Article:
Characteristics and clinical findings in the dogs enrolled in the study are reported in Table 1.

2.2. Therapeutic Intervention

For each dog, the therapeutic intervention consisted of a diet change and the administration of a probiotic mixture for 30 days. The diet chosen was Intestinal Colitis Phase 1 (currently Intestinal Colon Phase 1; SANYpet SpA—Forza10, Bagnoli di Sopra (PD), Italy) and the probiotic mixture administered was the Slab51® bacterial blend (Lactobacillus acidophilus, L. plantarum, L. paracasei, L. helveticus, L. brevis, Streptococcus thermophilus, and a mix of two B. lactis), available in 200 billion bacteria per sachet (SivoMixxTM—Ormendes S.A., Lugano, Switzerland). The probiotics dosage was established according to a previous study from the authors [14] and based on the animal body weight: dogs weighing between 5 and 10 kg received ½ sachet daily, and those weighing 10 kg or more received 1 sachet per day. The diet was mainly chosen because it contains hydrolyzed fish protein and for its high dietary fiber content (21%; raw fiber content: 7.8%).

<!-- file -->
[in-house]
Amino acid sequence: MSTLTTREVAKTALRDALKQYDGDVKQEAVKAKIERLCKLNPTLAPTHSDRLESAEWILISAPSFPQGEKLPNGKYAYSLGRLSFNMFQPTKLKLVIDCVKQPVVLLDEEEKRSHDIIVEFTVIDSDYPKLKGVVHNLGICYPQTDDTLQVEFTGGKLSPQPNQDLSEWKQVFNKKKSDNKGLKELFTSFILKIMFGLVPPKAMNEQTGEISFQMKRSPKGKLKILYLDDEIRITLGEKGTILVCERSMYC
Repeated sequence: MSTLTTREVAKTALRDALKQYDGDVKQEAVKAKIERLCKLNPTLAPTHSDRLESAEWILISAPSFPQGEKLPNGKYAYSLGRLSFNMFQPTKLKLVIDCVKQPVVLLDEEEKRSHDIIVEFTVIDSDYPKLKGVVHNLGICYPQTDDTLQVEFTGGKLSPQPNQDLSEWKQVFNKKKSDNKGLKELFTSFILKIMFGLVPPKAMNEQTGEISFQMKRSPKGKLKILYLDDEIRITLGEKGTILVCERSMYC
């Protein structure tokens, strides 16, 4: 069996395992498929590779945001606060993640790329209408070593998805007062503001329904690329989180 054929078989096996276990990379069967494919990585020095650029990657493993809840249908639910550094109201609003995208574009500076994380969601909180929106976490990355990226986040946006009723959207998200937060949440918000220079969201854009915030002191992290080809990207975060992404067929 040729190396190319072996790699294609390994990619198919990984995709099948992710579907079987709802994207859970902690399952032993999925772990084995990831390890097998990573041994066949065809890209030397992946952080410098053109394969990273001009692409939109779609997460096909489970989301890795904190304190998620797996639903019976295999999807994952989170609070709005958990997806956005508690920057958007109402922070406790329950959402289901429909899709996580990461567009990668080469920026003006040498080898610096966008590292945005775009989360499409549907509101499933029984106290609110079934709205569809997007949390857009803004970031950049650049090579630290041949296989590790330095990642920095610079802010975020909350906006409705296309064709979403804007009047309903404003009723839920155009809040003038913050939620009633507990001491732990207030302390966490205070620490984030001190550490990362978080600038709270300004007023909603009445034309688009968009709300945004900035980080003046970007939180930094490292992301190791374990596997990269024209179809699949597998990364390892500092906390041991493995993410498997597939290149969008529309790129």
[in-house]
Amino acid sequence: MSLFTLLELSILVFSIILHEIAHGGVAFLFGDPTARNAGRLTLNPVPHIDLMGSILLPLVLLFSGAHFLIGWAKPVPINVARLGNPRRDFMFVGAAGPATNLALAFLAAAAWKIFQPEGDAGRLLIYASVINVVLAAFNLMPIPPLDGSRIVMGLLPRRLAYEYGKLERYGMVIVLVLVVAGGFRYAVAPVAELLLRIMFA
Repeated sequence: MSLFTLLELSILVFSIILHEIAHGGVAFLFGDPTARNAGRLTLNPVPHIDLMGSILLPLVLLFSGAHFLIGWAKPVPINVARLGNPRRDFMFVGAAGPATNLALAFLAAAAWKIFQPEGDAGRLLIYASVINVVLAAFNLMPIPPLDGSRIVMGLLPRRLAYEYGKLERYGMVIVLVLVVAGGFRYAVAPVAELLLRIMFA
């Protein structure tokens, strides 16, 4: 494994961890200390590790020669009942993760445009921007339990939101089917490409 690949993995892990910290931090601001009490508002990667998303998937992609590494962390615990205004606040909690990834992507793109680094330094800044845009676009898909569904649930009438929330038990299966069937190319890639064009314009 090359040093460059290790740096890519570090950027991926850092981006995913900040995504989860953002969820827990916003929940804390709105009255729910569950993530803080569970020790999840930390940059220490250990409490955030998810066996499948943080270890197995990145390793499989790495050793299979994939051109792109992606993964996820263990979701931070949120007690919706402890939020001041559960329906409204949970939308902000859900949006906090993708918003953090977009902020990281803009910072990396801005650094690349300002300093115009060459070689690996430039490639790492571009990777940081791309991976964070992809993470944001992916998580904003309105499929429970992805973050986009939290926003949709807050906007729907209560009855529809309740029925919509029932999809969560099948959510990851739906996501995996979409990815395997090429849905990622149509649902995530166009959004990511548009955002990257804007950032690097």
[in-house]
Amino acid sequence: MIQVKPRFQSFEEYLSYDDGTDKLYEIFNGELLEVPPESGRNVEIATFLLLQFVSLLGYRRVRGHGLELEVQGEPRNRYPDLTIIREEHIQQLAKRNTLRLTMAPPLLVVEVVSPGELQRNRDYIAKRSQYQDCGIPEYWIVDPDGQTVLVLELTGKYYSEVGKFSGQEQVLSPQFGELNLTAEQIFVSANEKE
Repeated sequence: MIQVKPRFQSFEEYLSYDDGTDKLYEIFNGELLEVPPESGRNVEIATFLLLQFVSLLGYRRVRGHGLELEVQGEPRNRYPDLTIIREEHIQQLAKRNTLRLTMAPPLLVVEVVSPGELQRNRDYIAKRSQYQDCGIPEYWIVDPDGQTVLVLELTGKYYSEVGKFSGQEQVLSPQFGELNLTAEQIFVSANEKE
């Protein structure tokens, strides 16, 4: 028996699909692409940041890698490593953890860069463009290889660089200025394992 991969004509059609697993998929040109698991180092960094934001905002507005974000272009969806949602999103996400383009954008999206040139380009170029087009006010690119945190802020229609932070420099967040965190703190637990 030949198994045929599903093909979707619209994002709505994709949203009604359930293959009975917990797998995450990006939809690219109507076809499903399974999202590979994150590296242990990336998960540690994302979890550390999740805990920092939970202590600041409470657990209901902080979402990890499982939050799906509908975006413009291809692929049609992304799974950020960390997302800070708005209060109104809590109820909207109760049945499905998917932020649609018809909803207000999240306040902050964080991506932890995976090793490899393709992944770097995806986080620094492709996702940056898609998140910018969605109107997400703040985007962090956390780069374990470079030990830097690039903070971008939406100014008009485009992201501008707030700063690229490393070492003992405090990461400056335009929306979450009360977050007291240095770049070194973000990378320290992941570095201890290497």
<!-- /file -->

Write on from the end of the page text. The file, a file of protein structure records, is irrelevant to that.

2.3. Fecal Score

Fecal quality was assessed and recorded by owners for every defecation, by using a 5-point visual scale. The scoring system ranged from 1, represented by hard and dry feces, to 5, which was considered consistent with liquid diarrhea. A score of 2 represented a well-formed stool that was easily collectible and not too dry (optimal fecal score). The mean fecal scores (FS) [15] were recorded at T0 and T1. The mean fecal score at T0 was the average of the values recorded by the owners for the seven days prior to T0; the FS at T1 was the average of the values recorded by the owners during the last week of treatment.

2.4. CCECAI Score

The severity of clinical disease (activity) at inclusion (T0) and after treatment (T1) was scored using the canine chronic enteropathy clinical activity index (CCECAI) [16].

2.5. Dysbiosis Index